Spacial Awareness Bach?

Posted: 6/20/2006 11:26:08 AM
marxc2001

From: UK

Joined: 5/16/2006

Greetings all.

Just wondering - anyone else tried Bach on the Theremin?

I've only just got my Etherwave (normal - couldn't afford a pro...donations welcome!) and have begun to learn proper technique (fingerings, hand positions etc.) based on whatever I can read, watch and listen to. One thing my teachers always said to me was 'Bach is one of the most important things to practise', and they were right.

Now, I'm not talking about the Minuet in G (that has been mentioned before) - I'm talking about 'Cello Sonatas, Violin works etc. I've managed to just about (v. slowly) eek out the prelude to Sonata 2 (which is one of the sonata's I know almost completely by heart), as well as some of the more well known movements of the others, and the results so far have been very enjoyable.

Well, where Wendy Carlos lead us, I will follow! (I do think that she and Raymond Scott were very under-appreciated).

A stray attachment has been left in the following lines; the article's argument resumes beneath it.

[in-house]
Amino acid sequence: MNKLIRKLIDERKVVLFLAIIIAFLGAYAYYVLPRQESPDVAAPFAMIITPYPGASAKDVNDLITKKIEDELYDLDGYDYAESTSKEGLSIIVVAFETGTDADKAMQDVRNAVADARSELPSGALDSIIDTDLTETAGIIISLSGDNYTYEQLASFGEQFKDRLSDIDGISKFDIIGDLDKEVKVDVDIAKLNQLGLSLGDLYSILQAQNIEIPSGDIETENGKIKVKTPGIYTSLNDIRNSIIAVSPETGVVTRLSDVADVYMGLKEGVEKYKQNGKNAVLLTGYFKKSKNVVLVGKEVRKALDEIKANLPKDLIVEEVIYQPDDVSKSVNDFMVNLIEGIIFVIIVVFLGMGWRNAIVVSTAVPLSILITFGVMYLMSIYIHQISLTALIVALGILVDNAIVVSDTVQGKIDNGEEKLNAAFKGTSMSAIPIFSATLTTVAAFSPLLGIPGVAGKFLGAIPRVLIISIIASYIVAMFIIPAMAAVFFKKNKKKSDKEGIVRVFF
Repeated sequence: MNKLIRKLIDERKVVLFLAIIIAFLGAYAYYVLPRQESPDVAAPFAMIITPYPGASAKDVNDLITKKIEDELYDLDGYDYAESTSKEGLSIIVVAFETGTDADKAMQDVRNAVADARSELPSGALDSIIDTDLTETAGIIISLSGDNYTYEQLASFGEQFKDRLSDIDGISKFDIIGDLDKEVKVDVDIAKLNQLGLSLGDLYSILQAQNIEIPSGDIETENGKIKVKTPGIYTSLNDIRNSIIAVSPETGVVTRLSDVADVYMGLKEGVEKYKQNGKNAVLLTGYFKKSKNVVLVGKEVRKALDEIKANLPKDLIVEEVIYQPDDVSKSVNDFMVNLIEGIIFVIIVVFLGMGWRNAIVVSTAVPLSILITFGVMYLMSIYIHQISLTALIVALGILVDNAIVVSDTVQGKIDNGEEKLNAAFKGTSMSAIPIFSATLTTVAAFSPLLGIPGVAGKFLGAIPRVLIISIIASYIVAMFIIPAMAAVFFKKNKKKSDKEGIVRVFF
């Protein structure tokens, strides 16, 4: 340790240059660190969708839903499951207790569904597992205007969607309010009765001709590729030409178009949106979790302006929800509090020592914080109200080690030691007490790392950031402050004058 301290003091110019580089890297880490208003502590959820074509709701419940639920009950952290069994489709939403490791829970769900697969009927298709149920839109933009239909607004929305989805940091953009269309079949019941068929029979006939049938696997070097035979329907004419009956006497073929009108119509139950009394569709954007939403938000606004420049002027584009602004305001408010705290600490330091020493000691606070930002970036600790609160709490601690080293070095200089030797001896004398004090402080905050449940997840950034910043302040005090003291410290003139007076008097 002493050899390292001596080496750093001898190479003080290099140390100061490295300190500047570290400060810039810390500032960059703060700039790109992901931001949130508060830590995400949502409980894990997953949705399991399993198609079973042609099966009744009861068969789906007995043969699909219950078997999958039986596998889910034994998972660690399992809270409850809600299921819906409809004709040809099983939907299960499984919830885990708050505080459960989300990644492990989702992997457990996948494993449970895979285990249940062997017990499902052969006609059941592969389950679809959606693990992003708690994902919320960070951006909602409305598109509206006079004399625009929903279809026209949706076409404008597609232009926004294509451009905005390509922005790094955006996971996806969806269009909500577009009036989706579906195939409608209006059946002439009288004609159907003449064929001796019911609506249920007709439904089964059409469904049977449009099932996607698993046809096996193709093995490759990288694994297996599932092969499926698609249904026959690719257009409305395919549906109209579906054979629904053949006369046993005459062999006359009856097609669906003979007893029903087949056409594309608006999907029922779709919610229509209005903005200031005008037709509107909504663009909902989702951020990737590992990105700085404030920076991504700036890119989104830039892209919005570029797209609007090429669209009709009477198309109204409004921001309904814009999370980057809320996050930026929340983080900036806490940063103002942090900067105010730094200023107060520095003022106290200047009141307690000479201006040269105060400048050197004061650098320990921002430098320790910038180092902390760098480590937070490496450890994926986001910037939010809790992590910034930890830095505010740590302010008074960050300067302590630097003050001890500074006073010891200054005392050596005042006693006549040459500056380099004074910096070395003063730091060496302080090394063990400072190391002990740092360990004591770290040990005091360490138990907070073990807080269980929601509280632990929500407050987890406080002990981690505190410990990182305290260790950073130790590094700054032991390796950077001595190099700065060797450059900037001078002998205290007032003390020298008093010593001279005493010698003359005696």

Have fun.

MxC
Posted: 6/20/2006 12:20:01 PM
Charlie D

From: England

Joined: 2/28/2005

The problem with the cello sonatas is that the range doesn't really suit the theremin very well in my opinion. Yes, one can stumble through the motifs and arpeggios, but the tone of in the bass registers that so suit the cello are not quite so admirable on the theremin.

The Unaccompanied Suites are bad simply because they're unaccompanied (they'll probably end up murky and indecipherable), and lots of the other violin and cello stuff is simply too fast. Even the minuet in G, and the oft-quoted Partitura Air on the G-String are pieces that I feel only work to a limited extent. They're just not really that theremin-y.

Finally, it's Bach's emphasis on counterpoint that really seals the deal for me when it comes to Bach and the theremin. Bach is not famous for his hummable melodies, if we're being brutally honest (Can you hum the Brandenburg Concerti? I don't think so. They're too complicated and ornate musically to be crushed into one melodic line). His emphasis is with harmony and perfectly executed lines coming together to elicit harmony, not on the emotive and beautiful solo lines that the theremin does so well (or does *alone*).

That's the deal-breaker for me.
Posted: 6/20/2006 9:56:39 PM
kkissinger